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Old 08-18-2011, 02:30 AM   #1
Oct 2010
Boulder, CO
Posts: 61

As always, I'm thinking about a few experiments for this fall's harvest. This year, they all hinge on primary, where I have what I think is an important question.

This question refers to a freshly pressed cider with a yeast inoculation occurring shortly after pressing, say within 1 hour of the first few drops. Nothing will have been added to the cider and primary occurs in a clean room that is basically sealed off from all other parts of the house.

1a. Could one safely get through primary using a bucket with just a cheesecloth placed over the top? By safe I mean avoid bacterial infection. I have heard folks say this is desirable, as it gives to yeast plenty of oxygen but I've never tried it.

1b. On average, how long would it be before a safe "shield" of CO2 is being produced by the fermentation, which prevents air from contacting the must?

2. Is reducing airspace and airlocking preferable? I can see how this would prevent infection, but I can also see who this could stress the yeast or even thwart their efforts to consume sugars?.

3. Does aerating the must by stirring (I use a drill attachment) significantly increase the likelihood of infection?

Basically, I want to go through primary in a big stainless steel pot that can't be airlocked, loosely covered so no bugs or dust get in there, but I want to do my best to not ruin 5-6 gallons of freshly pressed cider.

In essence, I would love to hear what kind of vessels you use for primary and how you treat their exposure to air.

Thanks for your help.

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Old 08-18-2011, 03:01 AM   #2
oldmate's Avatar
Jun 2010
Sydney, Australia
Posts: 909
Liked 27 Times on 22 Posts

1a. Yes, you can do that and once fermentation dies down you can transfer to a secondary without too many problems. The fact is that we usually don't do that (except for maybe for the first or second days) because you are just increasing the risk of problems from occurring such as infections, oxidation etc. Long story short, it is possible, buy why risk it?

1b. Whatever your lag time is. Mine is usually about 4 - 8 hours before I start seeing any real signs of fermentation.

2. Headspace is not so much of an issue in primary, but if you intend of leaving it in there to age you will want to top up with either more juice, or something like marbles which pushed the volume up without diluting it. I don't understand your point about thwarting the yeast from consuming sugars though..

3. In a sense, yes, but you are innoculating your must with millions upon millions of yeast cells which would over-ride an infection at this early stage (not to mention a drop in pH and increased dissolved CO2). Yeast love the oxygen and aerating the must is a standard practice.

My primary vessels are usually large plastic carboys that have an airtight seal and an airlock. I have three 5 gal versions of this, I then have three 5 gal glass demijohns for secondarying. I also have two 1 gal glass demijohns which are used for primary/secondary if I want smaller batches or if I want to bulk age a small amount of a bigger brew instead of putting it all into bottles. I also have a 1/2 gal glass demijohn but it hasn't been used yet.. might just get rid of it (I bought a whole lot of apple scrumpy which came in it).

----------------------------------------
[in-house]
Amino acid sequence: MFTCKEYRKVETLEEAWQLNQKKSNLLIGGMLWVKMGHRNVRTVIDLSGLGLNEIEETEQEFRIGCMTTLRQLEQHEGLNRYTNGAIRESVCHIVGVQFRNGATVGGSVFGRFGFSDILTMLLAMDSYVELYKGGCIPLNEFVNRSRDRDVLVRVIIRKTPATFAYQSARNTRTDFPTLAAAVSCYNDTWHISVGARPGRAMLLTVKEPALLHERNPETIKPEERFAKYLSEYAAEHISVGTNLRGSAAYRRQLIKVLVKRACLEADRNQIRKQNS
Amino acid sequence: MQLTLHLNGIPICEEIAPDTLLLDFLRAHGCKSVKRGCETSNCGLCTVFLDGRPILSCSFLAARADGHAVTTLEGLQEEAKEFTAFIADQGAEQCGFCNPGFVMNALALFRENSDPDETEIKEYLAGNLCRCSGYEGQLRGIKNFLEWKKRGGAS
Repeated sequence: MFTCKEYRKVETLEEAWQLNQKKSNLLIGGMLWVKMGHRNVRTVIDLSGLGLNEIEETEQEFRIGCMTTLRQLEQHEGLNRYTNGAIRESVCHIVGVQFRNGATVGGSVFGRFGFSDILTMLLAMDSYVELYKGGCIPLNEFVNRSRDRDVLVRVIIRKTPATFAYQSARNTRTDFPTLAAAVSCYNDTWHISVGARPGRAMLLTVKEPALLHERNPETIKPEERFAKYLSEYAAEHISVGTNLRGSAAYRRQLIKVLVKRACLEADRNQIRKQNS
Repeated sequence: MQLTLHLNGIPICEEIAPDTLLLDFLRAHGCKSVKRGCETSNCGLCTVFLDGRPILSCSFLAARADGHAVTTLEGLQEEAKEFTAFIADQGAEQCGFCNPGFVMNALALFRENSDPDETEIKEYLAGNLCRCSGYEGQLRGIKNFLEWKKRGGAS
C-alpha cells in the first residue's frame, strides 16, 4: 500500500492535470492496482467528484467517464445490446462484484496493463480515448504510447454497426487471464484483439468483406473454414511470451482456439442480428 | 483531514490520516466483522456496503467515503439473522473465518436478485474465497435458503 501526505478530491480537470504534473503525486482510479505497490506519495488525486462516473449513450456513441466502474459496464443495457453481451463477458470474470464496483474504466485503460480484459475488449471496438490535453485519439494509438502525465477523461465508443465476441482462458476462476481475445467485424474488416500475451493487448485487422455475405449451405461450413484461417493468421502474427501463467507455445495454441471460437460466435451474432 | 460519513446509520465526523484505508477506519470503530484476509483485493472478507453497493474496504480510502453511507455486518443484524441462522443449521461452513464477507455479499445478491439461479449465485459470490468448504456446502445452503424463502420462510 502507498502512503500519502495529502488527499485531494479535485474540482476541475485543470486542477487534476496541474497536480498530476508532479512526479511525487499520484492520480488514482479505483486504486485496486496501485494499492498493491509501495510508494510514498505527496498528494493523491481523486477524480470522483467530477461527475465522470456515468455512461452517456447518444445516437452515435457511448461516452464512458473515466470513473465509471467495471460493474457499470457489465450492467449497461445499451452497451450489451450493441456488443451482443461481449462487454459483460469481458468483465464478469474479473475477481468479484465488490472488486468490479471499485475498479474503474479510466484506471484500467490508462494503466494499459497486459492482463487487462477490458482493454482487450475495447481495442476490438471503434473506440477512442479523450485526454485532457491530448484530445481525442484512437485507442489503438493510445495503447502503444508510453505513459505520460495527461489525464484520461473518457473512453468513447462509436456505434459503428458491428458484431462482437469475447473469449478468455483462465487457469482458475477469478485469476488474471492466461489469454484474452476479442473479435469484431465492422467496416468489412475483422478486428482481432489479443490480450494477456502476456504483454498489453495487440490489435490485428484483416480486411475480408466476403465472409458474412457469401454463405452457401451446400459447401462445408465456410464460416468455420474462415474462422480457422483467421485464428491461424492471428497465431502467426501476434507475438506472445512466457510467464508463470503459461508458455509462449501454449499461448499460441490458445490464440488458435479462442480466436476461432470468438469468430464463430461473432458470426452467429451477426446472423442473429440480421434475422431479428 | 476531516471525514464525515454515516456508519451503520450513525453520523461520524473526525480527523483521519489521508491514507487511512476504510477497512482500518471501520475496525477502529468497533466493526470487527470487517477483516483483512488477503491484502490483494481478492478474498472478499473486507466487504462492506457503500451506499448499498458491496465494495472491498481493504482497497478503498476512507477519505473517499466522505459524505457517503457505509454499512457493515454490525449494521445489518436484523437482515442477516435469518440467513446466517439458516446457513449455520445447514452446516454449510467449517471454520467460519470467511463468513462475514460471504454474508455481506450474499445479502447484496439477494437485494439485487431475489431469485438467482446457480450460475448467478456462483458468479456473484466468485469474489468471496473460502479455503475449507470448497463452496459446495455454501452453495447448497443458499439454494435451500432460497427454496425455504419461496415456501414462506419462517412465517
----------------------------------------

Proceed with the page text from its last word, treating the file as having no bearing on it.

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Old 08-18-2011, 03:31 AM   #3
Apr 2009
Posts: 1,022
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Aeration isn't an issue for cider. There will be plenty enough oxygen in there for the yeast to work. Infection before the ferment starts isn't a big issue either, it's at the end of fermentation that the problems start. This year I had one batch in my primary fermenter, which doesn't have a tight seal, and it was going a bit slow so I left it a few days longer than usual. Unfortunately too much oxygen got in and acetobacter got to work, so now I am experimenting with cider vinegar. Once the production of co2 slows down oxygen can move against the flow, because the oxygen concentration gradient is very steep from outside to inside. Its only safe to have a loose cover while there is vigorous production of co2, so you need to transfer to an airlocked container with no headspace as soon as the fermentation slows. Check with a hydrometer every day, or even twice a day, if it slows or gets to 1.015 its time to rack to secondary. Better to be over-cautious than lose your batch.

With cider, so long as you have a healthy ferment and no headspace, you aren't likely to get problems. Don't get too obsessed with cleaning and infections, oxygen is your real enemy.

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Old 08-18-2011, 06:53 AM   #4
dinnerstick's Avatar
Nov 2010
utrecht, netherlands
Posts: 2,019
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in an open fermenter you can more easily remove the 'chapeau brun' or brown hat, the scummy muck pad that floats to the surface, which in a glass carboy can be a real pain especially when trying to rack from underneath it.

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